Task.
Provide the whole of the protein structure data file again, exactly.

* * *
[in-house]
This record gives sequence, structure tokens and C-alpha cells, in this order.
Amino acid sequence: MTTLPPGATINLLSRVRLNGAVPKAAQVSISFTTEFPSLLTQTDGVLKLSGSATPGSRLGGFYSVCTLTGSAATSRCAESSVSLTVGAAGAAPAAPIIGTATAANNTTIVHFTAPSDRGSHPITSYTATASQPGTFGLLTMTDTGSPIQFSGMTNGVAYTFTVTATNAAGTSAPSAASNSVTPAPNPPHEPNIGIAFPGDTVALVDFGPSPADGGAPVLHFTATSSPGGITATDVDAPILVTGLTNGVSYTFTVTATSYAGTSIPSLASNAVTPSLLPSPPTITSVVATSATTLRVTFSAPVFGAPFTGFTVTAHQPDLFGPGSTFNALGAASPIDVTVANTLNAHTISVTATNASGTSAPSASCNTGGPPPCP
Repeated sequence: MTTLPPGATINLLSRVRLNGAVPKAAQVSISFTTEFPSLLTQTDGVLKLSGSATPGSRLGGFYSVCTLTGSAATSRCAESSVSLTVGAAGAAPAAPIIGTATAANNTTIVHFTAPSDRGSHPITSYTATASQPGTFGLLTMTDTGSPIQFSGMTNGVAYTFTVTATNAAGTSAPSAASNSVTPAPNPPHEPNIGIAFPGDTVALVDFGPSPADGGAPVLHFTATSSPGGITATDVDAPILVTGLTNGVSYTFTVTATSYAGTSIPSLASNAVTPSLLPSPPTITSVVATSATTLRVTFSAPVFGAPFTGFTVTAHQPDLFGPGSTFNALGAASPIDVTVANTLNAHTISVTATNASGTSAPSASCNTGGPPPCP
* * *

[in-house]
This record gives sequence, structure tokens and C-alpha cells, in this order.
Amino acid sequence: MTTLPPGATINLLSRVRLNGAVPKAAQVSISFTTEFPSLLTQTDGVLKLSGSATPGSRLGGFYSVCTLTGSAATSRCAESSVSLTVGAAGAAPAAPIIGTATAANNTTIVHFTAPSDRGSHPITSYTATASQPGTFGLLTMTDTGSPIQFSGMTNGVAYTFTVTATNAAGTSAPSAASNSVTPAPNPPHEPNIGIAFPGDTVALVDFGPSPADGGAPVLHFTATSSPGGITATDVDAPILVTGLTNGVSYTFTVTATSYAGTSIPSLASNAVTPSLLPSPPTITSVVATSATTLRVTFSAPVFGAPFTGFTVTAHQPDLFGPGSTFNALGAASPIDVTVANTLNAHTISVTATNASGTSAPSASCNTGGPPPCP
Repeated sequence: MTTLPPGATINLLSRVRLNGAVPKAAQVSISFTTEFPSLLTQTDGVLKLSGSATPGSRLGGFYSVCTLTGSAATSRCAESSVSLTVGAAGAAPAAPIIGTATAANNTTIVHFTAPSDRGSHPITSYTATASQPGTFGLLTMTDTGSPIQFSGMTNGVAYTFTVTATNAAGTSAPSAASNSVTPAPNPPHEPNIGIAFPGDTVALVDFGPSPADGGAPVLHFTATSSPGGITATDVDAPILVTGLTNGVSYTFTVTATSYAGTSIPSLASNAVTPSLLPSPPTITSVVATSATTLRVTFSAPVFGAPFTGFTVTAHQPDLFGPGSTFNALGAASPIDVTVANTLNAHTISVTATNASGTSAPSASCNTGGPPPCP